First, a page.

Katherine Ware is Curator of Photography at the New Mexico Museum of Art and has served as Curator of Photographs at the Philadelphia Museum of Art and Assistant Curator in the Department of Photographs at the J. Paul Getty Museum.
In 2006 she selected Frank Rodick's work for the FotoFest biennial in Houston. This is her curatorial statement.
This selection of Frank Rodick’s work from the series Arena delves into the gripping and mysterious realm of human emotion. As people, our lives are necessarily rooted in chemistry as we experience the world with our bodies; but the feelings evoked by these corporeal experiences are far more difficult to grasp. Fear, laughter, passion, love – all are beyond explaining and yet are ordinary experiences shared by us all.
As familiar as they are, these primal responses are highly complex and not mutually distinct. Using blurred, truncated views of the human form, Rodick taps into the powerful ambiguities of pleasure and pain in his images, forcing us to examine our untidy interiors. Inside each of us, he suggests, is a heart of darkness, a core that isn’t rational, civilized, or predictable. Rodick’s images bring us into direct confrontation with that physiological self which is, for many, frightening and forbidden -- yet so fascinating it compels our gaze.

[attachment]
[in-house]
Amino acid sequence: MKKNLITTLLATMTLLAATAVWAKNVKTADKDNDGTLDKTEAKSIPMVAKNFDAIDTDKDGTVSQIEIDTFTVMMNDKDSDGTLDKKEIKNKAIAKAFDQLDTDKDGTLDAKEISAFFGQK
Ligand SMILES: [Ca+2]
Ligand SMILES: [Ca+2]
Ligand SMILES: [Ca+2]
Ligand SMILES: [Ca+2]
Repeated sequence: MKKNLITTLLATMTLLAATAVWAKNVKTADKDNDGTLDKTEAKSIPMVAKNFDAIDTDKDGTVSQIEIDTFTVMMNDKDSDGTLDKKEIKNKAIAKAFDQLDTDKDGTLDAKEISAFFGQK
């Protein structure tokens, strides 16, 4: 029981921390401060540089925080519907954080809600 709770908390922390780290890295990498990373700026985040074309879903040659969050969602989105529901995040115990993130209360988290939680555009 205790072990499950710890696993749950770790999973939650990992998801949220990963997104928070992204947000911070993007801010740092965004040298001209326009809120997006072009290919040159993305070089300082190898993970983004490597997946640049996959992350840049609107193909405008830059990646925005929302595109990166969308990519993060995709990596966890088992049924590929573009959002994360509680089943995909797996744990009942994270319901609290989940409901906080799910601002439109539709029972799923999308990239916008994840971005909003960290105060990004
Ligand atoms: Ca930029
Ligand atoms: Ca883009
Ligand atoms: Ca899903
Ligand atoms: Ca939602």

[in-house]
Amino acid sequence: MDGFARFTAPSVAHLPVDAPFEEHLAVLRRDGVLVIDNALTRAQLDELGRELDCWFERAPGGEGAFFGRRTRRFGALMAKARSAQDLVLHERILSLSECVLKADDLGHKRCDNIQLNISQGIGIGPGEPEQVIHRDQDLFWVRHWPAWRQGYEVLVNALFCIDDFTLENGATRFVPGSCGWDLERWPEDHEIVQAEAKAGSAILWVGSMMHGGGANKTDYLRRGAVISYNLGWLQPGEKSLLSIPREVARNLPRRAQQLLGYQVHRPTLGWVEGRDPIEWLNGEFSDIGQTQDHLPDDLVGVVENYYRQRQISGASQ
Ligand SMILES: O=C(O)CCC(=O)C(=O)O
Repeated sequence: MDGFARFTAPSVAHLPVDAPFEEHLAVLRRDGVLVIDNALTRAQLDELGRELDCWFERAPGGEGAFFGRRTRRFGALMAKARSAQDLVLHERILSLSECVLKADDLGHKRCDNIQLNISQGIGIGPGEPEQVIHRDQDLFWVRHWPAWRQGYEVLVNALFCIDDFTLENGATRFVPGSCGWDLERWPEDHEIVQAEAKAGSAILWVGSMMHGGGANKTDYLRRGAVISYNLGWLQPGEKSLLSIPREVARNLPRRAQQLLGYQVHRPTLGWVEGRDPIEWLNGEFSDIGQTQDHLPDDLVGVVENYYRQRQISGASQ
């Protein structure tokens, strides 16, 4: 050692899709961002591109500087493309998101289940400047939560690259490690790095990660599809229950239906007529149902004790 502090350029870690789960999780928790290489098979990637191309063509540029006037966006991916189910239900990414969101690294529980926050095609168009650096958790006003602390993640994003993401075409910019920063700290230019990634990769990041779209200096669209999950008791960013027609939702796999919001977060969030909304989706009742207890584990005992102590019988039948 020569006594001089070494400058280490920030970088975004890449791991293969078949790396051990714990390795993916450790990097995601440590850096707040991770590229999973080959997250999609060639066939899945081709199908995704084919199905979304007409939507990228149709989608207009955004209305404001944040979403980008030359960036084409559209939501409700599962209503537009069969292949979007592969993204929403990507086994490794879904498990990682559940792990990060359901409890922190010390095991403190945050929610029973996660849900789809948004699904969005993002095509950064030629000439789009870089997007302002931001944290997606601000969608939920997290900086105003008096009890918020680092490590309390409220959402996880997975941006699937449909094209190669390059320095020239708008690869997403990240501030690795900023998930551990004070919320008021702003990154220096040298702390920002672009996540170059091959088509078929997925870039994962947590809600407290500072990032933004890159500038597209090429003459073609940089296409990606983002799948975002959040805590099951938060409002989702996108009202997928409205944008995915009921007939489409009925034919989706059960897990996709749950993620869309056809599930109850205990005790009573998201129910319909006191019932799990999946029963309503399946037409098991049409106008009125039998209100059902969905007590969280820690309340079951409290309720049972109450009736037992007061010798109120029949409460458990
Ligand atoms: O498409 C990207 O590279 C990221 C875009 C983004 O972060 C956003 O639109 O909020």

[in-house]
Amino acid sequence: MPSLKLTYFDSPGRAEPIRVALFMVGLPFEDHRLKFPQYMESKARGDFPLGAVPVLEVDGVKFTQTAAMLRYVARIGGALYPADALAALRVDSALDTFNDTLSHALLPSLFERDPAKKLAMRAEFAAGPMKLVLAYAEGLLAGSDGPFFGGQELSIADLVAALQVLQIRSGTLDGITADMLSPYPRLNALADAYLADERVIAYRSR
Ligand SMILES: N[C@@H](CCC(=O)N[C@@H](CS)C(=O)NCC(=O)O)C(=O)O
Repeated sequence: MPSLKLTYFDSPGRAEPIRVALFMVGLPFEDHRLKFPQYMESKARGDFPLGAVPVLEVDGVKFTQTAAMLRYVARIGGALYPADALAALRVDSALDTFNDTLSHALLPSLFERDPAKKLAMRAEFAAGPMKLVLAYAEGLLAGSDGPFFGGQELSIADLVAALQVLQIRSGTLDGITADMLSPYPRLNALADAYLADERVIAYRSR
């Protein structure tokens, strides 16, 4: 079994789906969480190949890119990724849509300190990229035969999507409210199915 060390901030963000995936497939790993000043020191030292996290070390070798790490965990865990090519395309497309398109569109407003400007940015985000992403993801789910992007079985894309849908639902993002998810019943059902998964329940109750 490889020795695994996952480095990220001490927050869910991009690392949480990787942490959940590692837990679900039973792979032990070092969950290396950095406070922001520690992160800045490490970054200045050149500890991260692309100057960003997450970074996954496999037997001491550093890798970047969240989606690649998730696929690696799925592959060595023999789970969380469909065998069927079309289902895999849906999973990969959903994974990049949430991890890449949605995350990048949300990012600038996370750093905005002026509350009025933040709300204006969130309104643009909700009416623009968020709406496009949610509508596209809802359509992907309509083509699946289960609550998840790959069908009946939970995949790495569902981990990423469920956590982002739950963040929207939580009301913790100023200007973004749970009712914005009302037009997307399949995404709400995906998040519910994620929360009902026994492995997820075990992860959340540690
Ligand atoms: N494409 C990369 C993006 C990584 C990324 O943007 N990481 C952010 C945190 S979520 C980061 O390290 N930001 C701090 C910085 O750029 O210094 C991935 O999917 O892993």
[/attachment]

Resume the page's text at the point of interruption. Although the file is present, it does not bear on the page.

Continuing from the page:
Using multiple imagery and blurring, Rodick emulates the non-linear and sometimes hallucinogenic nature of human sensation. His disjunctive image sequencing also echoes the transitory, layered quality of our emotions. Reinforcing this effect are the titles of his pieces, which, instead of offering clarity, add a further dimension of ambiguity. In this body of work, Rodick has boldly tackled with his camera a subject both fleeting and inchoate, with haunting results. Ultimately each viewer is left alone with an intensity of experience he must interpret for himself.”
Below: details from Fragments of a celestial abattoir, Frank Rodick, 2004